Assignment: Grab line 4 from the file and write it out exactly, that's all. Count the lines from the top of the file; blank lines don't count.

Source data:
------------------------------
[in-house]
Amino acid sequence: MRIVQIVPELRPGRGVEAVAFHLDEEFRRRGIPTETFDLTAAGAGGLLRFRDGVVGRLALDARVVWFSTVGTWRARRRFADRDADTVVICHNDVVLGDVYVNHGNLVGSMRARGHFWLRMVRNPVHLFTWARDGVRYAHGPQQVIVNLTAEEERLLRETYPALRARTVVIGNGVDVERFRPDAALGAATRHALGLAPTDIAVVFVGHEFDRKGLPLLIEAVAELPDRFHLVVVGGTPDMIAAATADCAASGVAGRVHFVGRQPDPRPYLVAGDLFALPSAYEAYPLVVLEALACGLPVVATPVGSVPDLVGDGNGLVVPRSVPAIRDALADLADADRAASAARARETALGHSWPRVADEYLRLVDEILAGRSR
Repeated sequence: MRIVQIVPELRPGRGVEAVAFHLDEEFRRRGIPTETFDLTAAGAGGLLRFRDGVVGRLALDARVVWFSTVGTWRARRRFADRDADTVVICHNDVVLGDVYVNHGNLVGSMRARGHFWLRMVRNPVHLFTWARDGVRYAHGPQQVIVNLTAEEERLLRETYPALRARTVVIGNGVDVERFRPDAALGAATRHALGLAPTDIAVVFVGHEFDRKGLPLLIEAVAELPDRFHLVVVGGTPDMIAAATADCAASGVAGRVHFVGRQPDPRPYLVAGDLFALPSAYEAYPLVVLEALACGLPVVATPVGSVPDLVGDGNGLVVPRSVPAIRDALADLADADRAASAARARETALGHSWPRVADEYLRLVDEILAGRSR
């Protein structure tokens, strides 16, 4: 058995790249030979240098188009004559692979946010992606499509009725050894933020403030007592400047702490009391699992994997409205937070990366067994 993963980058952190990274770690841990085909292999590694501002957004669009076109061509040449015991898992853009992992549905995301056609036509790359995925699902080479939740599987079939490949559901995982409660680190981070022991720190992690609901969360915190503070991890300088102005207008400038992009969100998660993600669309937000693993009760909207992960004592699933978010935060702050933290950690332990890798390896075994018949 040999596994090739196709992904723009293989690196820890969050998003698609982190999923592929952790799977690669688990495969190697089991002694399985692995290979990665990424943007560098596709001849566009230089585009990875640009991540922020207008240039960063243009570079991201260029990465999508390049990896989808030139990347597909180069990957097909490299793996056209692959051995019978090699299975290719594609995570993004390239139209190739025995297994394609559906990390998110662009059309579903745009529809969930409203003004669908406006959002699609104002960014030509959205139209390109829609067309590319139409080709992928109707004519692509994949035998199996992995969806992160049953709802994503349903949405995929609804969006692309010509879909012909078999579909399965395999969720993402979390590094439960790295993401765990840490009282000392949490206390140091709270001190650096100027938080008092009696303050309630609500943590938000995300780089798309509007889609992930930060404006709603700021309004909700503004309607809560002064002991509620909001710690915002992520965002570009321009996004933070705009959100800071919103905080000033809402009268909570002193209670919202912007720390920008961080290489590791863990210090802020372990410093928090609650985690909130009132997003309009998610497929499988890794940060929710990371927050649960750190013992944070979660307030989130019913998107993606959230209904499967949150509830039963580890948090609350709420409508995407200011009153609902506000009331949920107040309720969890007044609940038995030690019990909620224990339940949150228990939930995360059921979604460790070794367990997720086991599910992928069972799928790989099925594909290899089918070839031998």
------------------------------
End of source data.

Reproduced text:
């Protein structure tokens, strides 16, 4: 058995790249030979240098188009004559692979946010992606499509009725050894933020403030007592400047702490009391699992994997409205937070990366067994 993963980058952190990274770690841990085909292999590694501002957004669009076109061509040449015991898992853009992992549905995301056609036509790359995925699902080479939740599987079939490949559901995982409660680190981070022991720190992690609901969360915190503070991890300088102005207008400038992009969100998660993600669309937000693993009760909207992960004592699933978010935060702050933290950690332990890798390896075994018949 040999596994090739196709992904723009293989690196820890969050998003698609982190999923592929952790799977690669688990495969190697089991002694399985692995290979990665990424943007560098596709001849566009230089585009990875640009991540922020207008240039960063243009570079991201260029990465999508390049990896989808030139990347597909180069990957097909490299793996056209692959051995019978090699299975290719594609995570993004390239139209190739025995297994394609559906990390998110662009059309579903745009529809969930409203003004669908406006959002699609104002960014030509959205139209390109829609067309590319139409080709992928109707004519692509994949035998199996992995969806992160049953709802994503349903949405995929609804969006692309010509879909012909078999579909399965395999969720993402979390590094439960790295993401765990840490009282000392949490206390140091709270001190650096100027938080008092009696303050309630609500943590938000995300780089798309509007889609992930930060404006709603700021309004909700503004309607809560002064002991509620909001710690915002992520965002570009321009996004933070705009959100800071919103905080000033809402009268909570002193209670919202912007720390920008961080290489590791863990210090802020372990410093928090609650985690909130009132997003309009998610497929499988890794940060929710990371927050649960750190013992944070979660307030989130019913998107993606959230209904499967949150509830039963580890948090609350709420409508995407200011009153609902506000009331949920107040309720969890007044609940038995030690019990909620224990339940949150228990939930995360059921979604460790070794367990997720086991599910992928069972799928790989099925594909290899089918070839031998």